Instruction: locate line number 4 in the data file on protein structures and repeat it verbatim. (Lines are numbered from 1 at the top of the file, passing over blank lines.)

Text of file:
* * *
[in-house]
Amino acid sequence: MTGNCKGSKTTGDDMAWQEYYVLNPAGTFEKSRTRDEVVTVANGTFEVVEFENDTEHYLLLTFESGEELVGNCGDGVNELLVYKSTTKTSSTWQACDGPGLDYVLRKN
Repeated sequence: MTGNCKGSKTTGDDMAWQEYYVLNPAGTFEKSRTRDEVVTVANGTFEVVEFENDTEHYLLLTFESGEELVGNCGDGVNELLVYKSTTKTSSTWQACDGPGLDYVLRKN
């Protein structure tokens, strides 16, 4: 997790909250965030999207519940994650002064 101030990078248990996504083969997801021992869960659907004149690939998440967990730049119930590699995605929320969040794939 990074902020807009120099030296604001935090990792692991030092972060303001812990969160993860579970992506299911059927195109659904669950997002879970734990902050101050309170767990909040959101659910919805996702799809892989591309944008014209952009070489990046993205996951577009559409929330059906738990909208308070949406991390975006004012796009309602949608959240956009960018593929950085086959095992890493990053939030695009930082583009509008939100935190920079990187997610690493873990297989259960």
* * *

């Protein structure tokens, strides 16, 4: 997790909250965030999207519940994650002064 101030990078248990996504083969997801021992869960659907004149690939998440967990730049119930590699995605929320969040794939 990074902020807009120099030296604001935090990792692991030092972060303001812990969160993860579970992506299911059927195109659904669950997002879970734990902050101050309170767990909040959101659910919805996702799809892989591309944008014209952009070489990046993205996951577009559409929330059906738990909208308070949406991390975006004012796009309602949608959240956009960018593929950085086959095992890493990053939030695009930082583009509008939100935190920079990187997610690493873990297989259960």